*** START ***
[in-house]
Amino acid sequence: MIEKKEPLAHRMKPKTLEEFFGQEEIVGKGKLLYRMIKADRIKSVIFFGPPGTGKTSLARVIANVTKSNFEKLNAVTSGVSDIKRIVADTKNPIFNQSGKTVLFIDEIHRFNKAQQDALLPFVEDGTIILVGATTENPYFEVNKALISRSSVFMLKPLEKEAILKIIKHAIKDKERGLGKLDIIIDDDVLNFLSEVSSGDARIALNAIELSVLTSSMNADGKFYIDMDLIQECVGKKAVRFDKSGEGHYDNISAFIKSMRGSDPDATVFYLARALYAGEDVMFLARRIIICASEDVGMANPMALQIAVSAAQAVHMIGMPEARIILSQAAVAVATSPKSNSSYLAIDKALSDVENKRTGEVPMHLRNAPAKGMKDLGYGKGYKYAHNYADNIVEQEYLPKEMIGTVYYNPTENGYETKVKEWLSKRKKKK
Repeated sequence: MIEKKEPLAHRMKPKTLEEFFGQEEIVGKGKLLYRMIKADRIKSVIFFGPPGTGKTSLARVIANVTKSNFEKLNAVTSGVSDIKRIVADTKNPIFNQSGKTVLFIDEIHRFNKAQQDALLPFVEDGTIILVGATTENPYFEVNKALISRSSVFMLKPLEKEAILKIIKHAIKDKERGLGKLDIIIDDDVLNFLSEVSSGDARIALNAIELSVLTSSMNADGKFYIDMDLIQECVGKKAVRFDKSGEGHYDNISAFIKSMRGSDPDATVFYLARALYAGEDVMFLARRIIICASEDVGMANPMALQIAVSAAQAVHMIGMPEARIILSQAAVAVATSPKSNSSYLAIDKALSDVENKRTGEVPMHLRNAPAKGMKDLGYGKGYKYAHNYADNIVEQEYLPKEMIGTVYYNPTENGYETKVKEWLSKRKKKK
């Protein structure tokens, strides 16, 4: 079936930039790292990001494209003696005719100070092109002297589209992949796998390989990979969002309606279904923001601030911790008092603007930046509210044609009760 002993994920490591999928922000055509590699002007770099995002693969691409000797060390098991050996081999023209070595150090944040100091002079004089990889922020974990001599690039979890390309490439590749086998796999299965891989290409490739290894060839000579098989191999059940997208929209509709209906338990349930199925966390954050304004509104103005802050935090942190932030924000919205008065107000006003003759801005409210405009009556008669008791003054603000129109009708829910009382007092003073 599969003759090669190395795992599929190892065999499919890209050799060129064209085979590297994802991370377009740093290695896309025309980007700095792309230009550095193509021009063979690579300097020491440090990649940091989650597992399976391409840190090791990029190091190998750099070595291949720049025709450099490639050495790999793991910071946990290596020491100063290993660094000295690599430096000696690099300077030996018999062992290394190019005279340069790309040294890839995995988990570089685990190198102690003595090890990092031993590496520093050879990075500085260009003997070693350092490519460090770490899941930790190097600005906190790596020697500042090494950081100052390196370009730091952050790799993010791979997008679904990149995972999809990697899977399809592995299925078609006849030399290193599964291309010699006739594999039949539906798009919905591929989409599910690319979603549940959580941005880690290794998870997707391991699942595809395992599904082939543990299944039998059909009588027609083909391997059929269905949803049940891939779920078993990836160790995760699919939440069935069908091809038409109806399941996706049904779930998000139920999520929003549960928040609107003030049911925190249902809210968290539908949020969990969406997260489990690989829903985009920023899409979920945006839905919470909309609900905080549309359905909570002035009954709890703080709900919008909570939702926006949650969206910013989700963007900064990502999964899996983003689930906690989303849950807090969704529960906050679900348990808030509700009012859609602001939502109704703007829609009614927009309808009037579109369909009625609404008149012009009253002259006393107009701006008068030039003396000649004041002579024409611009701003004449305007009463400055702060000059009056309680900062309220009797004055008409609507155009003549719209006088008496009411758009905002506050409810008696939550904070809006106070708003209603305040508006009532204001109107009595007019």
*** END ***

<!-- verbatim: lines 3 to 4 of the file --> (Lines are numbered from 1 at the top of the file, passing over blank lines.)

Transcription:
Repeated sequence: MIEKKEPLAHRMKPKTLEEFFGQEEIVGKGKLLYRMIKADRIKSVIFFGPPGTGKTSLARVIANVTKSNFEKLNAVTSGVSDIKRIVADTKNPIFNQSGKTVLFIDEIHRFNKAQQDALLPFVEDGTIILVGATTENPYFEVNKALISRSSVFMLKPLEKEAILKIIKHAIKDKERGLGKLDIIIDDDVLNFLSEVSSGDARIALNAIELSVLTSSMNADGKFYIDMDLIQECVGKKAVRFDKSGEGHYDNISAFIKSMRGSDPDATVFYLARALYAGEDVMFLARRIIICASEDVGMANPMALQIAVSAAQAVHMIGMPEARIILSQAAVAVATSPKSNSSYLAIDKALSDVENKRTGEVPMHLRNAPAKGMKDLGYGKGYKYAHNYADNIVEQEYLPKEMIGTVYYNPTENGYETKVKEWLSKRKKKK
């Protein structure tokens, strides 16, 4: 079936930039790292990001494209003696005719100070092109002297589209992949796998390989990979969002309606279904923001601030911790008092603007930046509210044609009760 002993994920490591999928922000055509590699002007770099995002693969691409000797060390098991050996081999023209070595150090944040100091002079004089990889922020974990001599690039979890390309490439590749086998796999299965891989290409490739290894060839000579098989191999059940997208929209509709209906338990349930199925966390954050304004509104103005802050935090942190932030924000919205008065107000006003003759801005409210405009009556008669008791003054603000129109009708829910009382007092003073 599969003759090669190395795992599929190892065999499919890209050799060129064209085979590297994802991370377009740093290695896309025309980007700095792309230009550095193509021009063979690579300097020491440090990649940091989650597992399976391409840190090791990029190091190998750099070595291949720049025709450099490639050495790999793991910071946990290596020491100063290993660094000295690599430096000696690099300077030996018999062992290394190019005279340069790309040294890839995995988990570089685990190198102690003595090890990092031993590496520093050879990075500085260009003997070693350092490519460090770490899941930790190097600005906190790596020697500042090494950081100052390196370009730091952050790799993010791979997008679904990149995972999809990697899977399809592995299925078609006849030399290193599964291309010699006739594999039949539906798009919905591929989409599910690319979603549940959580941005880690290794998870997707391991699942595809395992599904082939543990299944039998059909009588027609083909391997059929269905949803049940891939779920078993990836160790995760699919939440069935069908091809038409109806399941996706049904779930998000139920999520929003549960928040609107003030049911925190249902809210968290539908949020969990969406997260489990690989829903985009920023899409979920945006839905919470909309609900905080549309359905909570002035009954709890703080709900919008909570939702926006949650969206910013989700963007900064990502999964899996983003689930906690989303849950807090969704529960906050679900348990808030509700009012859609602001939502109704703007829609009614927009309808009037579109369909009625609404008149012009009253002259006393107009701006008068030039003396000649004041002579024409611009701003004449305007009463400055702060000059009056309680900062309220009797004055008409609507155009003549719209006088008496009411758009905002506050409810008696939550904070809006106070708003209603305040508006009532204001109107009595007019």